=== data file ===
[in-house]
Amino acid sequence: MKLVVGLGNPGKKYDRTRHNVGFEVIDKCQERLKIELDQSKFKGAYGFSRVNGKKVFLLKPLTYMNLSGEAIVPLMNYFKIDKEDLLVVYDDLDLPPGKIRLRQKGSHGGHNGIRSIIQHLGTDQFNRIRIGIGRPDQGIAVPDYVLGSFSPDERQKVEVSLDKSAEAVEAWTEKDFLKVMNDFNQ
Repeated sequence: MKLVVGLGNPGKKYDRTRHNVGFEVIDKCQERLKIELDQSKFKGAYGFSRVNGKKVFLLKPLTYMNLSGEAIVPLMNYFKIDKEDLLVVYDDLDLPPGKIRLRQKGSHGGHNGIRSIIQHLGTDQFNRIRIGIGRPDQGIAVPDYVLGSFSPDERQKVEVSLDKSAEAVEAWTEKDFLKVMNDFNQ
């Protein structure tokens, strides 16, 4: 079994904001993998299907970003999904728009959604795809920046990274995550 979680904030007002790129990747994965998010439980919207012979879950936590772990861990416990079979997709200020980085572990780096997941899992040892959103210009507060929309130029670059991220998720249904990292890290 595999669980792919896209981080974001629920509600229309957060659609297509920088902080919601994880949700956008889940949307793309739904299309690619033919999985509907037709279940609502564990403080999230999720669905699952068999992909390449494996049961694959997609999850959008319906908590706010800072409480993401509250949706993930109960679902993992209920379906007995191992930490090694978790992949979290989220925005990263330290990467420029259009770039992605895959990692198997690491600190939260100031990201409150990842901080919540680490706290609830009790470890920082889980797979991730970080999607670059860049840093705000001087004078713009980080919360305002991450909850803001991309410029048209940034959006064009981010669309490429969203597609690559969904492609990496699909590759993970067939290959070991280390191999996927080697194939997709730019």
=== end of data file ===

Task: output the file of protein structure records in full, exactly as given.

[in-house]
Amino acid sequence: MKLVVGLGNPGKKYDRTRHNVGFEVIDKCQERLKIELDQSKFKGAYGFSRVNGKKVFLLKPLTYMNLSGEAIVPLMNYFKIDKEDLLVVYDDLDLPPGKIRLRQKGSHGGHNGIRSIIQHLGTDQFNRIRIGIGRPDQGIAVPDYVLGSFSPDERQKVEVSLDKSAEAVEAWTEKDFLKVMNDFNQ
Repeated sequence: MKLVVGLGNPGKKYDRTRHNVGFEVIDKCQERLKIELDQSKFKGAYGFSRVNGKKVFLLKPLTYMNLSGEAIVPLMNYFKIDKEDLLVVYDDLDLPPGKIRLRQKGSHGGHNGIRSIIQHLGTDQFNRIRIGIGRPDQGIAVPDYVLGSFSPDERQKVEVSLDKSAEAVEAWTEKDFLKVMNDFNQ
């Protein structure tokens, strides 16, 4: 079994904001993998299907970003999904728009959604795809920046990274995550 979680904030007002790129990747994965998010439980919207012979879950936590772990861990416990079979997709200020980085572990780096997941899992040892959103210009507060929309130029670059991220998720249904990292890290 595999669980792919896209981080974001629920509600229309957060659609297509920088902080919601994880949700956008889940949307793309739904299309690619033919999985509907037709279940609502564990403080999230999720669905699952068999992909390449494996049961694959997609999850959008319906908590706010800072409480993401509250949706993930109960679902993992209920379906007995191992930490090694978790992949979290989220925005990263330290990467420029259009770039992605895959990692198997690491600190939260100031990201409150990842901080919540680490706290609830009790470890920082889980797979991730970080999607670059860049840093705000001087004078713009980080919360305002991450909850803001991309410029048209940034959006064009981010669309490429969203597609690559969904492609990496699909590759993970067939290959070991280390191999996927080697194939997709730019």